against training

2 09 2007

Every once in a while I bump into an article or piece of research that I’ve read before, but have allowed to drift into the dark recesses of my long-term memory. fortunately, such an occasion is always an opportunity to revisit the ideas presented in the article – usually with a new mind set. today it happened with john taylor gatto’s against school – a powerful and damning condemnation of modern american schooling that was published in harper’s magazine in september 2003. if you haven’t ever read against school, click on the link above and do so.

in the article, gatto discusses the historical ties of modern education to the social control policies of the Prussian empire which desired to create a semi-illiterate, docile populous which would not question authority and would efficiently be swayed by governmentally driven propaganda. this dominant approach to education in germanic culture fit very snuggly with the emergence of Ford’s assembly line production model and corporate america’s need for workers who could function more as replaceable cogs in the machinery of the industrial revolution than independent thinkers who might not follow orders willingly.

his article and subsequently published book, The underground history of american education, were clearly focused on public education and have been key support for home schooling initiatives and school voucher programs. even supporters of public education are now using a similar argument that the system is totally wrong rather than broken. hillary clinton is making great use of mentioning that today’s classrooms are identical to the classrooms where she was schooled as a child.

but the new twist on gatto’s article for me is that, while not mentioned, it clearly has a similar call to alarm regarding workplace learning. apathy runs rampant. facilitators “just try to cover everything in the materials.” butts-in-seats is still a major metric out muscling actual learning or transfer of knowledge to the job. senior management views training as a “fix-it” for problems rather than a means to develop and educated and creative workforce. to paraphrase gatto, “clearly people learn what they need to know about doing their jobs. but knowledgeable is an entirely separate issue from ‘well trained.'”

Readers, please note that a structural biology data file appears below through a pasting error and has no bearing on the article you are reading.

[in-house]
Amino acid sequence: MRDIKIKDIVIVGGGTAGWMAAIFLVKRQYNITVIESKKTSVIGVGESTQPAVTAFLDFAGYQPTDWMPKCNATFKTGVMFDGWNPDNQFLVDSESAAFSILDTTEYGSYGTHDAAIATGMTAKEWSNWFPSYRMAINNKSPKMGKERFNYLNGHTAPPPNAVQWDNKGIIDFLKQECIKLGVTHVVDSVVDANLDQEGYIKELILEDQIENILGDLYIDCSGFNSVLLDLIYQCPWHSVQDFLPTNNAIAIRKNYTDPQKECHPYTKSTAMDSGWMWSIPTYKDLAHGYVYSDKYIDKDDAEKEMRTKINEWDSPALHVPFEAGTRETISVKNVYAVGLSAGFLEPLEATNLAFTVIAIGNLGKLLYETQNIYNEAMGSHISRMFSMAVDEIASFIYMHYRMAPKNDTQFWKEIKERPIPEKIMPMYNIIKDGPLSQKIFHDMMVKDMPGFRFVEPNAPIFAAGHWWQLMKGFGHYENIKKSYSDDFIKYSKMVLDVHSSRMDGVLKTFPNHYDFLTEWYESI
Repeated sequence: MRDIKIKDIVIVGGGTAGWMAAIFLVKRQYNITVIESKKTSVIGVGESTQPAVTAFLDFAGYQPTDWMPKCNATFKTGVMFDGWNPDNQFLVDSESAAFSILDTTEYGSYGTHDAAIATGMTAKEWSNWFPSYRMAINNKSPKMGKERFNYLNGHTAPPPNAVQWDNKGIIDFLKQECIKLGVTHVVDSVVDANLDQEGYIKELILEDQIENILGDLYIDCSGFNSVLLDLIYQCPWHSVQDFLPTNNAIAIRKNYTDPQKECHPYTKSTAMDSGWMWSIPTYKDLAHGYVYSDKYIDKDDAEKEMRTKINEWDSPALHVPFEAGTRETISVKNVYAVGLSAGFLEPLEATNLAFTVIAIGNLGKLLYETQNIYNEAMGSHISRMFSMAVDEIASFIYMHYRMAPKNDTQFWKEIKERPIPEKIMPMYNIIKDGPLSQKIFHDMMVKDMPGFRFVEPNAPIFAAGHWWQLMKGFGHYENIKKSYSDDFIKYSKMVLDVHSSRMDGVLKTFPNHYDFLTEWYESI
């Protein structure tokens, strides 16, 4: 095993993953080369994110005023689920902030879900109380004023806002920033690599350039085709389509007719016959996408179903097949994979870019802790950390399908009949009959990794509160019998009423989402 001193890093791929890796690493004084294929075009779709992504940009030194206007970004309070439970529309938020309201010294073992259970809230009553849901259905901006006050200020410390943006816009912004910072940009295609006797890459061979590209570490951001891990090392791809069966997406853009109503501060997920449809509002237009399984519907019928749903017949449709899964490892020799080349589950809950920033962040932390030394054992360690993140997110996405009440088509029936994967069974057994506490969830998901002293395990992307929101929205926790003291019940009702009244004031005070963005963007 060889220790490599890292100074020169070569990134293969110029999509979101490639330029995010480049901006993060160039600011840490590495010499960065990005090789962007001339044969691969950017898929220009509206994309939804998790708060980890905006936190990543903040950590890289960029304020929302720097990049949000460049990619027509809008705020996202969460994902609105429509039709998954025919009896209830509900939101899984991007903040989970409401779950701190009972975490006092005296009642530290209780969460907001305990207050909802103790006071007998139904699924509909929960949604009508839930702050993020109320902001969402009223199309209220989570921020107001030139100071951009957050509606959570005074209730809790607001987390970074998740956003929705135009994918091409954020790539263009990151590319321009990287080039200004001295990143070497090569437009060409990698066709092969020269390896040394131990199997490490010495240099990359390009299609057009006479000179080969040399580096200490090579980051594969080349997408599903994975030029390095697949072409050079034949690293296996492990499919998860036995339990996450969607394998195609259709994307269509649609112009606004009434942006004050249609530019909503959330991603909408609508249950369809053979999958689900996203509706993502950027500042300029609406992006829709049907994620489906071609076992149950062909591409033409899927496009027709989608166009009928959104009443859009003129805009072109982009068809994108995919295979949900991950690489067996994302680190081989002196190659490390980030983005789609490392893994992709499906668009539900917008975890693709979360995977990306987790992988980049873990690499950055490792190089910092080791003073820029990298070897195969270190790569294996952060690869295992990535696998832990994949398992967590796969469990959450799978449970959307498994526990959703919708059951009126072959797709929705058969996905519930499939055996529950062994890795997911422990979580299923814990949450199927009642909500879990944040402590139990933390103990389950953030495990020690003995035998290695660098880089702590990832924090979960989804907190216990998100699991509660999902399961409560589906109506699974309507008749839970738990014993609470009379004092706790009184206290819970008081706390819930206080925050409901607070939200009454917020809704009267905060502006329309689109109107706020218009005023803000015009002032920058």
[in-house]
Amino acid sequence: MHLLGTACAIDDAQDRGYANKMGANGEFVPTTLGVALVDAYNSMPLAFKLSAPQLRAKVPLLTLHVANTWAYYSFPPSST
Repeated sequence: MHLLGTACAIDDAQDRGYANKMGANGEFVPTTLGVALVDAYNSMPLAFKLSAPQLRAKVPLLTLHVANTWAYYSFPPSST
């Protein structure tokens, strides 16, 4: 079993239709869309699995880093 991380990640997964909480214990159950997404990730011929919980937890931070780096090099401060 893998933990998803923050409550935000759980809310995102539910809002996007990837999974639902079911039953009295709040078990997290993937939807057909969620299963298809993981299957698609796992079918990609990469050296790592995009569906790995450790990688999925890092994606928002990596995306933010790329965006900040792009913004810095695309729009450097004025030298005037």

his last statement could easily become a meme for supporters of informal learning and the free-range learner:

After a long life, and thirty years in the public school trenches, I’ve concluded that genius is as common as dirt. We suppress our genius only because we haven’t yet figured out how to manage a population of educated men and women. The solution, I think, is simple and glorious. Let them manage themselves.

gatto finishes his article by saying that children can still be educated to become knowledgeable, productive adults – but don’t count on schools to do it. is it too late to avoid the same being said of workplace learning?

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Related News:
Schools boss Joel Klein talks education reform with News – New York Daily News
Edwards describes stands on health care, energy, Iraq – San Jose Mercury News
Presidential Candidates Challenged to Rock Education by New Hampshire – Associated Content
Cargill says merit pay for teaches will improve state’s education … – Norman Transcript

Some of my related posts:
del.icio.us and my folksonomy
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exemplary elearning solutions
embedding learning into the workflow

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